September 5, 2017 — The field of “Big Data” has exploded in the blink of an eye, growing exponentially into almost every branch of science in just a few decades.
Sectors such as energy, manufacturing, healthcare and many others depend on scalable data processing and analysis for continued innovation and improvement. Science domains such as environmental modeling and neutron sciences generate increasingly larger and more complex amounts of data, and few institutions have the computing power or expertise to handle the analytic task.
Arjun Shankar, a computer scientist at the Department of Energy’s Oak Ridge National Laboratory, works at the intersection of these missions, bridging domain researchers and data scientists to transform big data into smart data in order to accelerate scientific discovery.
Shankar is the leader of the Advanced Data and Workflows group in the National Center for Computational Science and director of the Compute and Data Environment for Science (CADES), ORNL’s multidisciplinary big data computing center.
CADES offers computing, networking and data analytics to facilitate workflows for both ORNL and external research projects so researchers can move towards extreme scale computing. The center’s strength, Shankar said, is its ability to cater to the specific needs of users from a wide variety of science and technology fields.
“The national laboratories are such a tremendous resource for the nation because they bring together people from different disciplines,” he said. “By design, that makes it an interesting place to work because you’re applying your skills to new domains, forcing you to learn and create new things, which keeps it exciting.”
Compared to the basic sciences, the field of computer science is relatively young, Shankar said, yet it has grown exponentially in just the past few decades and made our common consumer electronic devices as powerful as early supercomputers. He has seen the research evolve over the course of his career and has learned how to see and adapt to the changes.
“Increasingly, the computer is becoming invisible in the way the motor is invisible these days,” he said. “Computing now is being embedded around us everywhere, and it enables a lot of things without us fully recognizing it.”
The pervasiveness and normalization of high-performance computing into everyday life may provide a wealth of new, powerful research tools, but it also presents a challenge for computer scientists.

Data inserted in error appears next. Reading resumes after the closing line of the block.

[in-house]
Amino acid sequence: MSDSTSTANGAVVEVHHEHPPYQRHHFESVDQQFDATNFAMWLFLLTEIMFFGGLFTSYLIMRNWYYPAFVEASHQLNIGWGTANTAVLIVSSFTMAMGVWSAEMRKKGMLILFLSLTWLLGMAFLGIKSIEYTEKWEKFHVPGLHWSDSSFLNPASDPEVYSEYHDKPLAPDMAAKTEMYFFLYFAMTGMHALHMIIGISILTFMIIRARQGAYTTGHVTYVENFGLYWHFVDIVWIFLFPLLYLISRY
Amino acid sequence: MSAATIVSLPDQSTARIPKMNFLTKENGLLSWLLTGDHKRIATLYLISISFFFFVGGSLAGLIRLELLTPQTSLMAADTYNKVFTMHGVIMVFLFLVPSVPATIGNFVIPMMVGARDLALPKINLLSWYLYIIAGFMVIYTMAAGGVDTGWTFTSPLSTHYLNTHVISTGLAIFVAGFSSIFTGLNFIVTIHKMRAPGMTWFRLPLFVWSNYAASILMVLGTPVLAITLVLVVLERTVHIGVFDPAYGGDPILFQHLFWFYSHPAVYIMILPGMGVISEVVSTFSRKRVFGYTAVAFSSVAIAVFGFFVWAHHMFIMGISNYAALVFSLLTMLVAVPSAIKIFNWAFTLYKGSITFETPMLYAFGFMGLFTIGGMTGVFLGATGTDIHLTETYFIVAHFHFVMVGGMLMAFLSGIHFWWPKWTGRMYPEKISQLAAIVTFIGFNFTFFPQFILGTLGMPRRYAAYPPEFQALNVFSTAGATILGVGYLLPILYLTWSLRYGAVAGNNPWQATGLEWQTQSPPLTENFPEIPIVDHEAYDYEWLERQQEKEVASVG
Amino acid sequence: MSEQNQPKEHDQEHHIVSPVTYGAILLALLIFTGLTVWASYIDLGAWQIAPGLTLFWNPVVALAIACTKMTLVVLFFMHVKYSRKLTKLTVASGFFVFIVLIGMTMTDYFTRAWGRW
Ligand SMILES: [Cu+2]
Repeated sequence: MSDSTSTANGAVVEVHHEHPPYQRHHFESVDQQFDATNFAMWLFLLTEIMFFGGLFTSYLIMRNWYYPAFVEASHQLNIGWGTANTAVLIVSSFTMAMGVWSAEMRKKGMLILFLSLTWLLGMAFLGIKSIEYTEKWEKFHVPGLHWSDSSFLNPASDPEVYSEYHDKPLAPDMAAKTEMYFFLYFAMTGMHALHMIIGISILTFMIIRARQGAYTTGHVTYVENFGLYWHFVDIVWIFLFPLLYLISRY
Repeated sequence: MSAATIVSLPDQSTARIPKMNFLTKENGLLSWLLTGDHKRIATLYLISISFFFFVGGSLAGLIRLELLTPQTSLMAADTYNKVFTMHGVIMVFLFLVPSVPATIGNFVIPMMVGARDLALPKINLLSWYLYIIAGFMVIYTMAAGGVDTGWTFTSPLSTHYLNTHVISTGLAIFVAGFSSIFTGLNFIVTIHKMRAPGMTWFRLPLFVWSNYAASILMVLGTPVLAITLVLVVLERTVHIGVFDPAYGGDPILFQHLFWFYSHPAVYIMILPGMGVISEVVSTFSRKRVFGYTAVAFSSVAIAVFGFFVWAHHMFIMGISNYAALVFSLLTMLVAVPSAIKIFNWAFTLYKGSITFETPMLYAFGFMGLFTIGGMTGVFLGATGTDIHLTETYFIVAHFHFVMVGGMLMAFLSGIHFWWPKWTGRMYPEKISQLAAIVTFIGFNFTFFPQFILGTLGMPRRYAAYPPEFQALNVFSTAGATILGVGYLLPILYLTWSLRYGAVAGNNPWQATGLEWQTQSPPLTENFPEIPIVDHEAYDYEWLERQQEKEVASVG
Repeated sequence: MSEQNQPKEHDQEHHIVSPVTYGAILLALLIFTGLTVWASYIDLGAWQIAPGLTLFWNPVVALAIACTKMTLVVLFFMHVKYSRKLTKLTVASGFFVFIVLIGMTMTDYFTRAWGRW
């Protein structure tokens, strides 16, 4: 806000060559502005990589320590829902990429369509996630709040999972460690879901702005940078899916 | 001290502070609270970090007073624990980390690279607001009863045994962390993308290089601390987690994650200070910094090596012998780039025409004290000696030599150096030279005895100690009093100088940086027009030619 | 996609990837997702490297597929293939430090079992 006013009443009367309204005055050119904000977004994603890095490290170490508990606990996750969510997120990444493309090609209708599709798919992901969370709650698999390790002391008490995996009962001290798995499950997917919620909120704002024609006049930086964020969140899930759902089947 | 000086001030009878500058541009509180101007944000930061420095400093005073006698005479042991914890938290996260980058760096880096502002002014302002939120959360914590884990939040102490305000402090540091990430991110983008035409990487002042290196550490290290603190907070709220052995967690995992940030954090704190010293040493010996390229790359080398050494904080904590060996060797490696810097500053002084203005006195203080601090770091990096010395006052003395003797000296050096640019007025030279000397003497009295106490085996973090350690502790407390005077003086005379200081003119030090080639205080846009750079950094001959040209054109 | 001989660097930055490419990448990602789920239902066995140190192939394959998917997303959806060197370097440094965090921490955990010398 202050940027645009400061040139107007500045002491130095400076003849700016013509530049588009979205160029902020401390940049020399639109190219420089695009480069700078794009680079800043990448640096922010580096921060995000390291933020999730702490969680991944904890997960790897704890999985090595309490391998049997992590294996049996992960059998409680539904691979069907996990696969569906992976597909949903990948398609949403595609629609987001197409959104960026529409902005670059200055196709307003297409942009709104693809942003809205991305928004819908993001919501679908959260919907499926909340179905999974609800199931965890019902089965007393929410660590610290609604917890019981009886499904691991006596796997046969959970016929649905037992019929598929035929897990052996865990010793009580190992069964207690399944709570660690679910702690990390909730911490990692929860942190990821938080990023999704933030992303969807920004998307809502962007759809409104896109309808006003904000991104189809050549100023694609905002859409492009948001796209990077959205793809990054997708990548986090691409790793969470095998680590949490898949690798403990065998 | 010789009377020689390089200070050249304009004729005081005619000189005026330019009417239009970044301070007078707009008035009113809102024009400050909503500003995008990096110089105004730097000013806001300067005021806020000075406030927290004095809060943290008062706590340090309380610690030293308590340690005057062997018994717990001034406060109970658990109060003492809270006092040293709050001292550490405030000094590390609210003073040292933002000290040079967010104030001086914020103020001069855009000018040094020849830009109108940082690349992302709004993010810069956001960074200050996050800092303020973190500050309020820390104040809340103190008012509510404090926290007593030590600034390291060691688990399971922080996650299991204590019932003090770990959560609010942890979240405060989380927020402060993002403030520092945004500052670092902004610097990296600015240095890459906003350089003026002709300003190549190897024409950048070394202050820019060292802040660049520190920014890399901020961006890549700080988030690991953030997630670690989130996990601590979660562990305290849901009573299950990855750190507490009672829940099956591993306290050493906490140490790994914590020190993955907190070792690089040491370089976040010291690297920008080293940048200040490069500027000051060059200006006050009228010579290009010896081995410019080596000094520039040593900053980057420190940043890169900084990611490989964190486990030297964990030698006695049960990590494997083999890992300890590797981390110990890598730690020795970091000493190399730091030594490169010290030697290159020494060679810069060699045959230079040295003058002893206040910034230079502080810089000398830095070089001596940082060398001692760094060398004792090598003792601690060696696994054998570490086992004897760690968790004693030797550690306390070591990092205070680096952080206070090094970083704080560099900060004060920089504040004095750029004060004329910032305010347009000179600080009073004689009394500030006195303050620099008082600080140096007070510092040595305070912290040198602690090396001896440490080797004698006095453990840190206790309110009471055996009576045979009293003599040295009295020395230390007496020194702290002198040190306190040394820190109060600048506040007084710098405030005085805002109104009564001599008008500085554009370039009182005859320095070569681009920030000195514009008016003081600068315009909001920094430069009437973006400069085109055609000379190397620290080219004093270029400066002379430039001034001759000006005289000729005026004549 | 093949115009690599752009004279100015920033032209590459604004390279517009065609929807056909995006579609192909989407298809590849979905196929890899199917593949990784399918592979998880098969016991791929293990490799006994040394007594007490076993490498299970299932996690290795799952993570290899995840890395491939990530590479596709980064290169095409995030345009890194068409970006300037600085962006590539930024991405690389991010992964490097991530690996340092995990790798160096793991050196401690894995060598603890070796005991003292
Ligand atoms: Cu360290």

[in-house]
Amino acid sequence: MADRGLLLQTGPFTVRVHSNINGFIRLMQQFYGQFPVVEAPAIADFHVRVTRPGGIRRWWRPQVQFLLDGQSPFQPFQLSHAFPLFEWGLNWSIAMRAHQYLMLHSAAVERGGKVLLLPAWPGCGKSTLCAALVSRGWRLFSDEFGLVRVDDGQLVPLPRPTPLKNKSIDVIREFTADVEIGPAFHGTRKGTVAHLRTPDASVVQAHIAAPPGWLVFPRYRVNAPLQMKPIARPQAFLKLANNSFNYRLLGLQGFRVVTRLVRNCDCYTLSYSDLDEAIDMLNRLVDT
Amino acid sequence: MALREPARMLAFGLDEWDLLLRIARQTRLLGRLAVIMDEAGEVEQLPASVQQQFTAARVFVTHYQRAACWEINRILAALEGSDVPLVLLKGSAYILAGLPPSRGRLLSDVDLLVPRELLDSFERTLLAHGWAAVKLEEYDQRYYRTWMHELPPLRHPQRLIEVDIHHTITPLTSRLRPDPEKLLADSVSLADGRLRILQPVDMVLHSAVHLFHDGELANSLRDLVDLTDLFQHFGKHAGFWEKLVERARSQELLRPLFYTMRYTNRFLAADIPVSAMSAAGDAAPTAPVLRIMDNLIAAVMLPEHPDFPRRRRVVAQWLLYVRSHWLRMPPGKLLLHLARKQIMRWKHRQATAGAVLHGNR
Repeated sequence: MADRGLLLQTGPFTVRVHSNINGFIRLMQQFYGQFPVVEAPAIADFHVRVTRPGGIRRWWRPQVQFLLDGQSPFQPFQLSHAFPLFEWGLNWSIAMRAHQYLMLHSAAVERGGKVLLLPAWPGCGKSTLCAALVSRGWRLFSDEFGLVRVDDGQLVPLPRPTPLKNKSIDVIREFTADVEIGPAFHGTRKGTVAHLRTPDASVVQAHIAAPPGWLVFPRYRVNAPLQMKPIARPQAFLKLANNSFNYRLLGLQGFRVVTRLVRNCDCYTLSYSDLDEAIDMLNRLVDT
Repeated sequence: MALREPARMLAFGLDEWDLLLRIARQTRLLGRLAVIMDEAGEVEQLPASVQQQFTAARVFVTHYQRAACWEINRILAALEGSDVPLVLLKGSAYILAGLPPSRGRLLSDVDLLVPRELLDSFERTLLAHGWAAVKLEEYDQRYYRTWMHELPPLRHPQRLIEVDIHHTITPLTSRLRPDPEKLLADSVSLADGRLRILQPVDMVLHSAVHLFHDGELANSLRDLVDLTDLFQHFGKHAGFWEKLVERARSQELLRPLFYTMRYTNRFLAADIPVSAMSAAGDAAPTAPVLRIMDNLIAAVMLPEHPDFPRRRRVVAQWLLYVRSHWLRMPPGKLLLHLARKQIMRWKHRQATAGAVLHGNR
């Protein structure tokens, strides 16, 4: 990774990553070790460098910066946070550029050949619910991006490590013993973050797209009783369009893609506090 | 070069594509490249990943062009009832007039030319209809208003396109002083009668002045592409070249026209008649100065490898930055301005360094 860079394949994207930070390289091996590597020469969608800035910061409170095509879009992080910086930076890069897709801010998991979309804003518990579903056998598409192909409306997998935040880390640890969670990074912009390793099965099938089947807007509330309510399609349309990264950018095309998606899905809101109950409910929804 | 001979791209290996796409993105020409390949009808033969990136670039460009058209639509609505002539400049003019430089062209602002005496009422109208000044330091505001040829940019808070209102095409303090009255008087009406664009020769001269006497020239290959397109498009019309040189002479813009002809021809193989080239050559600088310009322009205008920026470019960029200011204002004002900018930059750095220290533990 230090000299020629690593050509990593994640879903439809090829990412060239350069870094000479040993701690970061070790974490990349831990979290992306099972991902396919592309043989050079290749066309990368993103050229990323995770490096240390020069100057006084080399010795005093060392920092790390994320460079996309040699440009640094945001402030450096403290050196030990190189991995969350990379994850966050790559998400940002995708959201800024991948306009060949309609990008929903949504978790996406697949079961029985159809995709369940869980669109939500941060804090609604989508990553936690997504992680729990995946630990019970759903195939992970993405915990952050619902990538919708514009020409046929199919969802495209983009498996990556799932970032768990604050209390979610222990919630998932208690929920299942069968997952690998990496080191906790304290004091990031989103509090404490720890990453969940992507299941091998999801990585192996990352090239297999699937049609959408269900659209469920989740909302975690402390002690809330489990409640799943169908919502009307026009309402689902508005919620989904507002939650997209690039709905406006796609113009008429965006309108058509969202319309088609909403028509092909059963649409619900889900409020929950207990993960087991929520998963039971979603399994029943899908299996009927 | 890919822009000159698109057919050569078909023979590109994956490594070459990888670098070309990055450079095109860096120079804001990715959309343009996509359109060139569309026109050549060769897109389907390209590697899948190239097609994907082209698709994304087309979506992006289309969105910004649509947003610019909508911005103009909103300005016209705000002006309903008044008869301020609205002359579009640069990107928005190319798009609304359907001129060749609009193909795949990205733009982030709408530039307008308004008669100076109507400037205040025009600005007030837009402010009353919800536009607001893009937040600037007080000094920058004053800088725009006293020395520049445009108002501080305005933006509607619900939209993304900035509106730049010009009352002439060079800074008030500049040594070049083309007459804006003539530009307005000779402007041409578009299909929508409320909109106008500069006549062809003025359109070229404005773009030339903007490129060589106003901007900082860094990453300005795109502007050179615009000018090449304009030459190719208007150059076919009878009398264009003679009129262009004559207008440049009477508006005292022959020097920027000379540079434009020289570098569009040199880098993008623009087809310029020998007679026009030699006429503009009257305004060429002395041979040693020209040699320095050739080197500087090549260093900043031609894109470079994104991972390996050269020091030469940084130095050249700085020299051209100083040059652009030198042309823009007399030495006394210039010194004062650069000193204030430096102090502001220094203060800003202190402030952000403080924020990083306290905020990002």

“When you answer a question that’s important for society or science, you don’t intrinsically talk about the computing that’s behind it,” Shankar said. “But you do have to know how to make the systems work in the best way to come up with the answers.”
Computing for the real world
Shankar was first drawn to computing through his love of mathematics as a child growing up in India. He enjoyed the challenge of solving math and physics problems and his fascination with mathematical structure led him to computer science, where his skills with theory could be applied to real-world matters.
“While math is a beautiful foundation for how to understand the world, computing and information technology is a realization of that,” Shankar said. “I think that’s the attraction for a lot of us who are mathematically-minded, quantitatively-minded.”
After earning his doctorate in computer science from the University of Illinois, Urbana, Shankar joined the private sector and worked at a startup company at the height of the Internet boom in the early 2000s.
Years later, in what Shankar calls “a lucky coincidence,” his wife became a professor at the University of Tennessee around the time ORNL was gaining international prominence for its leadership in high-performance computing.
“At that stage, I had known ORNL and its footprint in computing, but I didn’t fully understand the way in which computing connects with other domains and makes things more real,” he said.
Shankar joined the lab soon after and began researching ways to connect his computer science expertise with issues such as energy grid modernization and networked control systems.
“I tell my colleagues and collaborators that the national labs are an ideal place for computer scientists who really want to bring their craft to bear. I was fortunate to be here and do that,” he said.
Shankar found his knowledge and proficiency were in high demand for both theoretical and applied work at ORNL. The national laboratory ecosystem gave him the chance to advance the foundational core of computer science and take on the riskier, yet more rewarding scientific topics without having to think first about “the bottom line.”
“As a computer scientist, I find ways of bringing advanced computing and advanced data processing to different applied areas,” he said. “It’s this nexus between using something that’s unique to my skillset, but coupling it with these big national questions.”
For Shankar, personal success comes from knowing that he contributed to a national mission and provided useful information to the federal agencies and decision makers who affect high-level change. If a single researcher, team or organization can generate some amount of progress, he said, then the assembled knowledge of ORNL should be able to tackle the toughest challenges in science.
“It’s really about the problems you have solved,” Shankar said. “At the lab, one should think of success as having used the enormous power that the national laboratories afford their researchers to push the envelope in a mission-aware way.”
UT-Battelle manages ORNL for the DOE's Office of Science. The Office of Science is the single largest supporter of basic research in the physical sciences in the United States, and is working to address some of the most pressing challenges of our time. For more information, please visit http://science.energy.gov/.